Locally-conscious grocers: There are several brick-and-mortar grocery stores in the city that emphasize locally-sourced products. In North Philly, Riverwards Produce and Kensington Community Food Co-op offer a wide range of high-quality local items. In Mount Airy you can find Weavers Way and in West Philly, Mariposa Food Co-op should be your go-to.

Take an extra step to reduce waste at these stores by bringing your own bags, using the bulk bins, and purchasing their bags of discounted produce (produce that’s cosmetically damaged or bruised but is still perfectly good to eat). Beeswax wraps, like these colorful ones made locally by Supra Endura, are a great alternative to plastic wrap when it’s time to store your purchases. 

Beeswax wraps, like these made locally by Supra Endura, are a great sustainable alternative to plastic wrap. Image: Supra Endura
Beeswax wraps, like these made locally by Supra Endura, are a great sustainable alternative to plastic wrap. Image: Supra Endura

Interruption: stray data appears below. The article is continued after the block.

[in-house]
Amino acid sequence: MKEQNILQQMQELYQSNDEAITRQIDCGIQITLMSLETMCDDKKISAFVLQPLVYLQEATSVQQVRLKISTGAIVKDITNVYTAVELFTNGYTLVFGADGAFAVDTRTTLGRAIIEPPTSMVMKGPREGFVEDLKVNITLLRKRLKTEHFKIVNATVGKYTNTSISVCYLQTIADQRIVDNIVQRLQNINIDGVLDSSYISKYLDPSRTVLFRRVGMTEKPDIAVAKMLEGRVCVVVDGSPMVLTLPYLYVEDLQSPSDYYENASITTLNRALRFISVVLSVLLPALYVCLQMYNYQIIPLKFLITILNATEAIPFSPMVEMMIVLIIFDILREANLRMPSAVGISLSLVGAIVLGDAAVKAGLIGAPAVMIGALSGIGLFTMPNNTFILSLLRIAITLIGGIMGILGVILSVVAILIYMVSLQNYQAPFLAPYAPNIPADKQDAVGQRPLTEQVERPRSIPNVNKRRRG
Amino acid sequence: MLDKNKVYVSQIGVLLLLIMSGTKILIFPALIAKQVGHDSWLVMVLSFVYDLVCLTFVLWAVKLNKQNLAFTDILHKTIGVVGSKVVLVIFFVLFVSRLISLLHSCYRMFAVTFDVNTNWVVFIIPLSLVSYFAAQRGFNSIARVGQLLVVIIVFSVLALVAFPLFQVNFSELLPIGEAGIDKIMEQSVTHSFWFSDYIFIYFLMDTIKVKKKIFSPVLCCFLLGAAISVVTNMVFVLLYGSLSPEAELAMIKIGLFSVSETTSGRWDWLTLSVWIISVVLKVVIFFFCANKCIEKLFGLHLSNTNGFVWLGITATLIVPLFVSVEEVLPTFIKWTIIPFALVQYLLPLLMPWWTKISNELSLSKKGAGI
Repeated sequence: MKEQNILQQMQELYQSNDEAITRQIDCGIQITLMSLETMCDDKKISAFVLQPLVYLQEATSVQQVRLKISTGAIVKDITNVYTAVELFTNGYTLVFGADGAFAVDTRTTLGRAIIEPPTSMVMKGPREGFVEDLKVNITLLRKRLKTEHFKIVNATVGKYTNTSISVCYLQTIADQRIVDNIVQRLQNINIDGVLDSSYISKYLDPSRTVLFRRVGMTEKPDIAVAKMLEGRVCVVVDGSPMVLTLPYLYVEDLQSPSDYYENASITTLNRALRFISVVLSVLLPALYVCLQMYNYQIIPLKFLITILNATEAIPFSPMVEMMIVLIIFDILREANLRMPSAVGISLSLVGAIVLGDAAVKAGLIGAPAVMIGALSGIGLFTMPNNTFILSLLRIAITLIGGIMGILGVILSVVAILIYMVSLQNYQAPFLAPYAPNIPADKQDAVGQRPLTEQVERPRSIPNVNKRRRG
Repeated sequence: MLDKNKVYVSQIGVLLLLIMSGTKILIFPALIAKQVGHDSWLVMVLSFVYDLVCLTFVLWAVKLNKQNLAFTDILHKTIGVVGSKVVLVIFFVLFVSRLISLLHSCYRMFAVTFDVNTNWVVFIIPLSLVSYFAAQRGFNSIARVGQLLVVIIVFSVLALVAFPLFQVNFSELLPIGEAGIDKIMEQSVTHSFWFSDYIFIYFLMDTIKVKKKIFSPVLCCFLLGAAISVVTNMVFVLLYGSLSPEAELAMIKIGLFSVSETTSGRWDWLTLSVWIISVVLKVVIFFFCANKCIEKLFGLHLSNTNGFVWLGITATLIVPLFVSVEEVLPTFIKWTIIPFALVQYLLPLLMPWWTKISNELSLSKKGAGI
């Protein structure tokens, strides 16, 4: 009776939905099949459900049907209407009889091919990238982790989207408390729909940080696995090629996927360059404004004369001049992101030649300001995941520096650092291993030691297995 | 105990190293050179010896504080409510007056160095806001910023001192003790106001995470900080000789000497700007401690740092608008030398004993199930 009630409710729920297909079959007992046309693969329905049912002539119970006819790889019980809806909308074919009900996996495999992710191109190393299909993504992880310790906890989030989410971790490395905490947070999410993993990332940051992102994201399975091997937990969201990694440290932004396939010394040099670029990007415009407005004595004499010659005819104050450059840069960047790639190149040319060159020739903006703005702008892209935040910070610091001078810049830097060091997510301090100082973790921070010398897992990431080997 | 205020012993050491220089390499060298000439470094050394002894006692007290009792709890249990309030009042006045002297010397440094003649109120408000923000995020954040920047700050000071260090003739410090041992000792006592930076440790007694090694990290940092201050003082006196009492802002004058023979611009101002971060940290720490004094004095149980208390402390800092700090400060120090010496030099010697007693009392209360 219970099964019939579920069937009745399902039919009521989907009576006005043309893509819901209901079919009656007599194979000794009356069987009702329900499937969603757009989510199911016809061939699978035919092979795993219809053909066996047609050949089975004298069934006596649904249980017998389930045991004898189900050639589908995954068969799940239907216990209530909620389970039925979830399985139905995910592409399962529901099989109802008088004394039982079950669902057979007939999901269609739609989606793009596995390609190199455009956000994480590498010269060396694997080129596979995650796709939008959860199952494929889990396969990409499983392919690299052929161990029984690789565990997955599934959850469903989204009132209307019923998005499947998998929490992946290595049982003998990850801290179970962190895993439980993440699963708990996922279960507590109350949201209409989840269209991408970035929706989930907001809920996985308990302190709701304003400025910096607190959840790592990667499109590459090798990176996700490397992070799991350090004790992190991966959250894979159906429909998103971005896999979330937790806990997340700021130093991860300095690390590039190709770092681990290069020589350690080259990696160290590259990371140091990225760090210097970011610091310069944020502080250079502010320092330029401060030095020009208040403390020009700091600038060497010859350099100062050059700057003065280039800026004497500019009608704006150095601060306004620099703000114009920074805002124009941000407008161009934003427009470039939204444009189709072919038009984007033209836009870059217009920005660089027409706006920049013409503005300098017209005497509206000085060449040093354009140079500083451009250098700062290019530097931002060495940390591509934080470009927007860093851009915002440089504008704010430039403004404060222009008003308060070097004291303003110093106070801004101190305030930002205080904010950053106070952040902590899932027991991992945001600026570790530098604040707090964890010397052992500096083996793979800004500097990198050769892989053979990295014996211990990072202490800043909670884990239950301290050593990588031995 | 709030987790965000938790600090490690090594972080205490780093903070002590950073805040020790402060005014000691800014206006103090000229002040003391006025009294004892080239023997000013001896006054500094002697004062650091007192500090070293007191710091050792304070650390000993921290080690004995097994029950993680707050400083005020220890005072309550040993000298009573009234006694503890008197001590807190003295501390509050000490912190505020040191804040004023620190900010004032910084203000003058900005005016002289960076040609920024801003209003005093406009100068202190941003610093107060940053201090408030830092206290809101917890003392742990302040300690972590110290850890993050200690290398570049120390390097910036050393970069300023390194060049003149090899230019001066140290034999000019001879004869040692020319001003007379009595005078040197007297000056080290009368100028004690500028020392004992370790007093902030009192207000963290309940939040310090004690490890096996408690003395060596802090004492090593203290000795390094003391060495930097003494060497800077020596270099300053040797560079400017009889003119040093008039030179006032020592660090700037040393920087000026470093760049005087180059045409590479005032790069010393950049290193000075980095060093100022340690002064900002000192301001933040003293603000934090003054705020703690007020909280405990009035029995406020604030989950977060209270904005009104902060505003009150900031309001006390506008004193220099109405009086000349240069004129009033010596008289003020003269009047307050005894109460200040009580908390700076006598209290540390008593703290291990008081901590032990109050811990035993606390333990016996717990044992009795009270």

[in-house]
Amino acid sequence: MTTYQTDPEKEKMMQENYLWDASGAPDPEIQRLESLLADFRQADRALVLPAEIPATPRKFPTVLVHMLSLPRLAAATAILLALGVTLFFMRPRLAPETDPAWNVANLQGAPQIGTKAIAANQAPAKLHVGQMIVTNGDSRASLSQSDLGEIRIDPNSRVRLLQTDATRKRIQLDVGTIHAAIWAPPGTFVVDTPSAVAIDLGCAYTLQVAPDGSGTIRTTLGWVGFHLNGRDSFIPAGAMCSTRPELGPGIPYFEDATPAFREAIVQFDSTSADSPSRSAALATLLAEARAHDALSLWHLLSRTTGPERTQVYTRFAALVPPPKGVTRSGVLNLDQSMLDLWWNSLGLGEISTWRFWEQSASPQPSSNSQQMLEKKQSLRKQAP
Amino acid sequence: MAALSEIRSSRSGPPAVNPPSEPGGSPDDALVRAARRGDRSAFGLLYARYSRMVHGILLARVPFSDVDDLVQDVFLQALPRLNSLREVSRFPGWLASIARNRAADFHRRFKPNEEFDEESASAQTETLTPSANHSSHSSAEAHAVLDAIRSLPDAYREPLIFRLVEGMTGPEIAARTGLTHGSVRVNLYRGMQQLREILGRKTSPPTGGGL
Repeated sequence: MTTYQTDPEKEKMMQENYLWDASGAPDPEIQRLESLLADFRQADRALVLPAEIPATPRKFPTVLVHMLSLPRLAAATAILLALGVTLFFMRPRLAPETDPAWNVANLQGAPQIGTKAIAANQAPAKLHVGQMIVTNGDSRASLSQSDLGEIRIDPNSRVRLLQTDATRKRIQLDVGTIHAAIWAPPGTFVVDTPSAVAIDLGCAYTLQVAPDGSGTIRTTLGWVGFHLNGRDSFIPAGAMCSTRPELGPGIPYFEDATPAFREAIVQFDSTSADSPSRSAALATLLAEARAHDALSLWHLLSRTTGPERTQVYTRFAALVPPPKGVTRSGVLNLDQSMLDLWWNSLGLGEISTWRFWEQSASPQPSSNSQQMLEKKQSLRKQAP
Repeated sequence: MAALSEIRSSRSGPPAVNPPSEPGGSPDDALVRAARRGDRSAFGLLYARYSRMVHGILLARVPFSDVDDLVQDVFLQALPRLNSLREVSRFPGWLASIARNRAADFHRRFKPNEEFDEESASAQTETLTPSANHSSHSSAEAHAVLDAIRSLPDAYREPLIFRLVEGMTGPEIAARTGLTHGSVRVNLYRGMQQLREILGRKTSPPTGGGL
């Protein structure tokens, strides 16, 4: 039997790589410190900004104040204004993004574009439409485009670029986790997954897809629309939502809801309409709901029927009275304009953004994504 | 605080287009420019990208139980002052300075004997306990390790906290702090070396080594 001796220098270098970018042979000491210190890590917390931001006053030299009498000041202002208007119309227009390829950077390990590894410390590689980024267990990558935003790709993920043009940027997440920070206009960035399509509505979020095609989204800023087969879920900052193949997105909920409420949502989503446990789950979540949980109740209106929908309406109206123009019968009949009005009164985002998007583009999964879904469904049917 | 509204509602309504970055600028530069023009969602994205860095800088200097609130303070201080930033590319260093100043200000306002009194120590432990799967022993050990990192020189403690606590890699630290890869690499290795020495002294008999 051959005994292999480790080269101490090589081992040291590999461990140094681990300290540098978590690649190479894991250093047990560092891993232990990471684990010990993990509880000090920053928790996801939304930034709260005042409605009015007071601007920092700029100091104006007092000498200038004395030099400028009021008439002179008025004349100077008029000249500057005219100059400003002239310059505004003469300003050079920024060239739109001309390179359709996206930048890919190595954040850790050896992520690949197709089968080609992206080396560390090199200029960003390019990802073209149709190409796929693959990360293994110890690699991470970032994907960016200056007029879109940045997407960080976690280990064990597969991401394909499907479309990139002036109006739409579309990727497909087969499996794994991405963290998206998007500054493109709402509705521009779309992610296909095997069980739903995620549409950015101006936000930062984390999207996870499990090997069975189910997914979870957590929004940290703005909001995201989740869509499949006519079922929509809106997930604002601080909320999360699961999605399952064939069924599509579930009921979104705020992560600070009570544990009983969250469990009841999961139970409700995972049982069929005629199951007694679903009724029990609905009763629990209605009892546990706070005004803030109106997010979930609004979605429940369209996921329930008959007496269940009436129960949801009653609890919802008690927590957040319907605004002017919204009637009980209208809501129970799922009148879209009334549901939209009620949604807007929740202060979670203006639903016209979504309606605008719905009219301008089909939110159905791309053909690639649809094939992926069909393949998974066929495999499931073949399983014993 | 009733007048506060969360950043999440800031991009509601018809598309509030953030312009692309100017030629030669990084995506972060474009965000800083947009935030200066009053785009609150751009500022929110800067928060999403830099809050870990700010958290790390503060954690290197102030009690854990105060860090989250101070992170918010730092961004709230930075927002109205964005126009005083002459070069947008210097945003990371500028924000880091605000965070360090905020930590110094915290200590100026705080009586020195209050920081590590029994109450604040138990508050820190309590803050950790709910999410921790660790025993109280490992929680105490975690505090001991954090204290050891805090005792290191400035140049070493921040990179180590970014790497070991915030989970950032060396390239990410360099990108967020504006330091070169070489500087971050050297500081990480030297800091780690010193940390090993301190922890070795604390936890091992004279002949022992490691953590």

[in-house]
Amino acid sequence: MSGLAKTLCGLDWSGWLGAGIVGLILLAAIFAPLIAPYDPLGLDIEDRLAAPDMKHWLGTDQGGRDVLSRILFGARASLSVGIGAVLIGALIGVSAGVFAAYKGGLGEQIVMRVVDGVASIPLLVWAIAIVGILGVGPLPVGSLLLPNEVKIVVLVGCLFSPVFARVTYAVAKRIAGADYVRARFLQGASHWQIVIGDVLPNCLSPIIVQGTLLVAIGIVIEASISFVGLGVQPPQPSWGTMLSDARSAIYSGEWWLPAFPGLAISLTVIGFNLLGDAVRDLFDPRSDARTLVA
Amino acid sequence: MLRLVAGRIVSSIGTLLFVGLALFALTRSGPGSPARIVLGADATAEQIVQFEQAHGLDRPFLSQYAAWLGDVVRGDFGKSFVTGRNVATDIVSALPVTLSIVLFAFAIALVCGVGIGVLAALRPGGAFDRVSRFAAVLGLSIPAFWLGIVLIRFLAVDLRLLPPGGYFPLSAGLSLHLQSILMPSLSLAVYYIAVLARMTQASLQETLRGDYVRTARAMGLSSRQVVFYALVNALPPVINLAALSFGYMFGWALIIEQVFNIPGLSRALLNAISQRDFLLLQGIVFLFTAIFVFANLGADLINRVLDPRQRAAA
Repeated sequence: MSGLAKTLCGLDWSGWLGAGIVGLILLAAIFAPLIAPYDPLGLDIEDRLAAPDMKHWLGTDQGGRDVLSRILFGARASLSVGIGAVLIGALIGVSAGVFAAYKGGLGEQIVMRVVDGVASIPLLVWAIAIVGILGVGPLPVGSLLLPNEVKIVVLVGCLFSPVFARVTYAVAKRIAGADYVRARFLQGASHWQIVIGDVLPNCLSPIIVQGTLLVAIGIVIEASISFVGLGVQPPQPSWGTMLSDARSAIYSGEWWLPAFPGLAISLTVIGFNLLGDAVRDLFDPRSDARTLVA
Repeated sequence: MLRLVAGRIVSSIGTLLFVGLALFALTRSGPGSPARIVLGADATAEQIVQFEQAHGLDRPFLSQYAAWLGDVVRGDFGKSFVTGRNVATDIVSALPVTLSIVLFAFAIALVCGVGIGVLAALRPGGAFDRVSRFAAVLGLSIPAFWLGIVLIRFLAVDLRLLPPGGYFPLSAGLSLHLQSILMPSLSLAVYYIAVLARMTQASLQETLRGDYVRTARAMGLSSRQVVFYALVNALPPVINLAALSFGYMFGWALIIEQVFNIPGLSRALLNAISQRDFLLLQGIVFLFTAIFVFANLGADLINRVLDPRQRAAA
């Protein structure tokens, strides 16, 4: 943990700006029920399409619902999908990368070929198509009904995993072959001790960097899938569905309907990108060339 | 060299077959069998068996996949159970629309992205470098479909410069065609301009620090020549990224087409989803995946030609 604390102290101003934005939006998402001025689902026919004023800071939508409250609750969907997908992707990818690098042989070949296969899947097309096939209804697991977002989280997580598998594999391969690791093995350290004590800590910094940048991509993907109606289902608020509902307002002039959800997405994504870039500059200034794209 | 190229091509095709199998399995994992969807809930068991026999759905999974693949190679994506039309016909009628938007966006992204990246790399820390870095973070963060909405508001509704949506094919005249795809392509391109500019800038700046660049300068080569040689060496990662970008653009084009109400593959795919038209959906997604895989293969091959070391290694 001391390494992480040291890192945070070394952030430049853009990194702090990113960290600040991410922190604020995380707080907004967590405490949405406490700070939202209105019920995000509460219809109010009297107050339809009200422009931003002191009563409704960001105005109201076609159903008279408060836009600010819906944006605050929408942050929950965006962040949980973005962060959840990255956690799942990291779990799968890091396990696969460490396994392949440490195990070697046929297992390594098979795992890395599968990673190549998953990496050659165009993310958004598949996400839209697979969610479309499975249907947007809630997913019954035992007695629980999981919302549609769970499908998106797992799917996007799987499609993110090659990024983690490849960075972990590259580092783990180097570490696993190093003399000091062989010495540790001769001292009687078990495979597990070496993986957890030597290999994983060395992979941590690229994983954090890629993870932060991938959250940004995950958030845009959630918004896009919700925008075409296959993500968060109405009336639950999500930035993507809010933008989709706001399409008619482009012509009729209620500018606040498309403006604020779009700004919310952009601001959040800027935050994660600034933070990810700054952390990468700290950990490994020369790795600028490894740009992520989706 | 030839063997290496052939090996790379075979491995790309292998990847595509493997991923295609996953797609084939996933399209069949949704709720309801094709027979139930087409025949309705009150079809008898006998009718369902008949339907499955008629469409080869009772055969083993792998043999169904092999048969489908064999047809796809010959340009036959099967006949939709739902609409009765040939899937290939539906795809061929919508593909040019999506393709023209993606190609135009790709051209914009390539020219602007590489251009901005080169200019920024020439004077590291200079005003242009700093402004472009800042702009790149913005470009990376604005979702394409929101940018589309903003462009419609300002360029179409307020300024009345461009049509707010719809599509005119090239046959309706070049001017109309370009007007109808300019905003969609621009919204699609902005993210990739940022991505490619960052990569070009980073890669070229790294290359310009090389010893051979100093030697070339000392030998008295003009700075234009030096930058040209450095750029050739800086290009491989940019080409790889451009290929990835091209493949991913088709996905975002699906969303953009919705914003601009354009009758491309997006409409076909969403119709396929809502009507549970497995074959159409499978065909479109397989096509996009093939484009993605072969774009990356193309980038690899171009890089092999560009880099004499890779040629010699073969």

4.Recycle Right

After you reduce and reuse as much as you can, there will be items leftover that don’t fall into either of those categories and need to be thrown away. Take care to recycle properly.

Have the right type of container. In Philly, that can be any household bin that’s less than 32 gallons and has the word “recycling” written on it clearly and legibly. If you need a new bin, we have them for you at Solo Real Estate. Reach out to us if you’d like one, and we’ll arrange a pick up at our office.

Solo Real Estate recycling bins
Solo Real Estate Recycling Bins are available free of cost.

Fill it only with items that the city will accept. This includes emptied and rinsed plastics, paper products that aren’t in their plastic sleeves, emptied and rinsed cartons, certain types of metal, and glass bottles and jars. Take a look at the Streets Department’s website for a comprehensive list of acceptable recyclables. Some of the items that the city cannot process include plastic bags, styrofoam, tissues and paper towels, disposable plates, and light bulbs.

Put your recycling out only on pickup day. The city just rolled out a real-time tool for residents to view live trash and recycling collection updates. Use the map function on PickupPHL on garbage day to get a sense of where the trucks are, and if they’re going to be delayed that week. To avoid delays you can also drop off your trash and recycling directly at one of the city’s sanitation convenience centers.